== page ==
It’s exciting to see Shyamalan on such confident footing once more, all these years later.
Isabelle Huppert, small and slender, embodies the strength of a fighter. In so many films, she is an indomitable force, yet you can't see how she does it. She rarely acts broadly. The ferocity lives within. Sometimes she is mysteriously impassive; we see what she's determined to do, but she sends no signals with voice or eyes to explain it. There is a lack of concern about our opinion; she will do it, no matter what we think her reasons are.
In Claire Denis' "White Material," she plays Maria Vial, a French woman running a coffee plantation in an unnamed African country. The land has fallen into war, both against the colonialists and among the insurgents. In an opening scene, a helicopter hovers above Maria and French soldiers advise her to evacuate quickly. This she has no intention of doing. As it becomes clear that her life is in danger, she only grows more opaque. Huppert's approach is valuable here, because any attempt at a rational explanation would seem illogical. I believe her attachment to the land has essentially driven her mad.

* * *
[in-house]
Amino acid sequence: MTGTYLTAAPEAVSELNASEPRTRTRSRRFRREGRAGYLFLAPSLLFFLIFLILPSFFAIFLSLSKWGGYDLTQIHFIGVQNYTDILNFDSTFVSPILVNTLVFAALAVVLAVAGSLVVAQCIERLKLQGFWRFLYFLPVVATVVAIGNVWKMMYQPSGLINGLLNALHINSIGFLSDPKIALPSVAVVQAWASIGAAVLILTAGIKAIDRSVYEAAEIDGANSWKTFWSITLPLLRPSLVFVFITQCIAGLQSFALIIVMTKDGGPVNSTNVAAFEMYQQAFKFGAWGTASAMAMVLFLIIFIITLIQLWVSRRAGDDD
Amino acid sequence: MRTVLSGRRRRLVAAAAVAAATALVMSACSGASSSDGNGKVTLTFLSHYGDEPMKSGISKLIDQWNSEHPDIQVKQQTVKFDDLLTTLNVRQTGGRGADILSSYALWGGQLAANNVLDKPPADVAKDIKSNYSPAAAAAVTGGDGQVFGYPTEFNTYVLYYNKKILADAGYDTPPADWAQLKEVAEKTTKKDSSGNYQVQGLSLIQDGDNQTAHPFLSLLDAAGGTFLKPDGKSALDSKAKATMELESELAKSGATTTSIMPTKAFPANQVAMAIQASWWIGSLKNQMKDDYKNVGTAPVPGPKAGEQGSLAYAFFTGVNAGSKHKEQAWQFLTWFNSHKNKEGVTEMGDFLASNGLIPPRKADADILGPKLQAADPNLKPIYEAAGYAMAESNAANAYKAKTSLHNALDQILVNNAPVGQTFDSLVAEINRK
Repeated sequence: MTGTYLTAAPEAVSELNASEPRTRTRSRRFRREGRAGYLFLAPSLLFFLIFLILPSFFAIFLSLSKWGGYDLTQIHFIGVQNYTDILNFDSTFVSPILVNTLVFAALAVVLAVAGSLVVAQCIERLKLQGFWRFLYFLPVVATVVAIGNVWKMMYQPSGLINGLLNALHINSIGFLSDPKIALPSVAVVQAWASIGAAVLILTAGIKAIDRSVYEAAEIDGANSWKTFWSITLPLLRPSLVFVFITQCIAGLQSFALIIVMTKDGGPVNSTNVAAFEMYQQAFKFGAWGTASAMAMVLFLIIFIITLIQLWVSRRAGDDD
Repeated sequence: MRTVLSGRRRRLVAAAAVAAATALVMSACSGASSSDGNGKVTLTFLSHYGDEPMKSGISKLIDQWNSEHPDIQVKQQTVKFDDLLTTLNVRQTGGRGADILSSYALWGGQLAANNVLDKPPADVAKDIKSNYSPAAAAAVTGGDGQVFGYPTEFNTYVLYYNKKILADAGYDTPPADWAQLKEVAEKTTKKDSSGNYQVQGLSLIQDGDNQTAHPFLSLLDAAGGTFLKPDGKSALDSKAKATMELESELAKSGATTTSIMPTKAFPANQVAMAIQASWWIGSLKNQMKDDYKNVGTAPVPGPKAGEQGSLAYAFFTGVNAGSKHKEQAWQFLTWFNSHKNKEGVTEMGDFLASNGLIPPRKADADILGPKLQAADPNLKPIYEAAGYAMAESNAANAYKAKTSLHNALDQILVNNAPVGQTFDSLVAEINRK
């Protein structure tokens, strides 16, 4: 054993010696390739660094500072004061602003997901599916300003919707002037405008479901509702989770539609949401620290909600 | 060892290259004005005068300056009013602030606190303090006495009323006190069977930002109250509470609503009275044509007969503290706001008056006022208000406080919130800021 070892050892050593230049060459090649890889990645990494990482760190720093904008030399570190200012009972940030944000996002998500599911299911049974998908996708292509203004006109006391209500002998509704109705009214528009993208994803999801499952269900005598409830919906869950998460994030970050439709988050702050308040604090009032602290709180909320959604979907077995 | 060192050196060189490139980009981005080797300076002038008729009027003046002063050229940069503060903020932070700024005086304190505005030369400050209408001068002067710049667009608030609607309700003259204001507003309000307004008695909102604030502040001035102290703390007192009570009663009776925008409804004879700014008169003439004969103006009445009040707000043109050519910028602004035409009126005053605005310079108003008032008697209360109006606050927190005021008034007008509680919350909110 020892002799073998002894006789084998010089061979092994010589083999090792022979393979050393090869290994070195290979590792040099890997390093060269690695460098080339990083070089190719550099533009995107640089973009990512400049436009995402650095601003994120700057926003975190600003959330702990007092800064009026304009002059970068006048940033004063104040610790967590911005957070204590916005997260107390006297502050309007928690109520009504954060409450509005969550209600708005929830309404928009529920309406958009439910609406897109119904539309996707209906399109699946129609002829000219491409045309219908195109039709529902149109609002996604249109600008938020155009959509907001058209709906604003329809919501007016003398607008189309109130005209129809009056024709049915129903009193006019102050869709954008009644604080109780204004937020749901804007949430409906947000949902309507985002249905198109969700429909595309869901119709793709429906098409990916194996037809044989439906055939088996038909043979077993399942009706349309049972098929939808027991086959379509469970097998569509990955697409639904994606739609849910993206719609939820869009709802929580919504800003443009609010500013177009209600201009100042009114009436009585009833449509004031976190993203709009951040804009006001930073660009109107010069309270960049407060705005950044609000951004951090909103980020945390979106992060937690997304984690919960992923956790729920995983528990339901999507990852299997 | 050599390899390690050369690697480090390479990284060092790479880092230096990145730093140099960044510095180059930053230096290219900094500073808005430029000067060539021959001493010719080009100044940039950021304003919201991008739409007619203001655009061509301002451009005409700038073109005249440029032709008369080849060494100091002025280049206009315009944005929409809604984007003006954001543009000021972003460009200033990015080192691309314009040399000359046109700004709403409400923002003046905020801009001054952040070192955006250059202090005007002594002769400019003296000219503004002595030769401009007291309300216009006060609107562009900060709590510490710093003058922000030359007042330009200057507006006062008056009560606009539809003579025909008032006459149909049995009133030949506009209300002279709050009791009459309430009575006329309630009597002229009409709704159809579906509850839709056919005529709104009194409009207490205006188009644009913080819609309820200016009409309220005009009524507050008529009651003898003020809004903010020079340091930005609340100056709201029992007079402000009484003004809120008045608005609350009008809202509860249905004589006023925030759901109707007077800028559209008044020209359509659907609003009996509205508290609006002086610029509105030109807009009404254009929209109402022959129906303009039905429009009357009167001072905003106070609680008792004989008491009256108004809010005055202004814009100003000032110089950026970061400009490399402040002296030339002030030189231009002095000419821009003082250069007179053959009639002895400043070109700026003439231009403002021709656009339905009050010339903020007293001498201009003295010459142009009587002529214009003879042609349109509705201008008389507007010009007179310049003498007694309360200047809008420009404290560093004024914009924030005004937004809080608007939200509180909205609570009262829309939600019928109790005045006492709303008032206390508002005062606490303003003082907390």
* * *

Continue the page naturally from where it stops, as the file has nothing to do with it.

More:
This isn't even her farm. It was owned by her former father-in-law and run by her ex-husband (Christopher Lambert). Now she is in day-to-day charge and moves with confidence. The way she dresses makes a statement: She likes simple sandals and thin print sundresses that make her seem more at home than durable clothing would. She doesn't even much like hats or sunglasses. She runs through fields like a child. She drives a truck, runs errands, goes into town to hire substitute labor when her workers walk away in fear of the war. There's a scene where she all but tries to physically restrain departing workers.
They try to be reasonable with her. Yes, it will be a good crop of coffee beans, but there will probably be no way to get it to market. Anarchy has taken over the land. Child soldiers with rifles march around, makeshift army stripes on their shirts, seeking "The Boxer" (Isaach De Bankole), a onetime prizefighter and now the legendary, if hardly seen, leader of the rebellion. When Maria is held at gunpoint, she boldly tells the young gunmen that she knows them and their families. Her danger doesn't seem real to her. There is no overt black-white racial tension in the film; the characters all behave as the situation would suggest.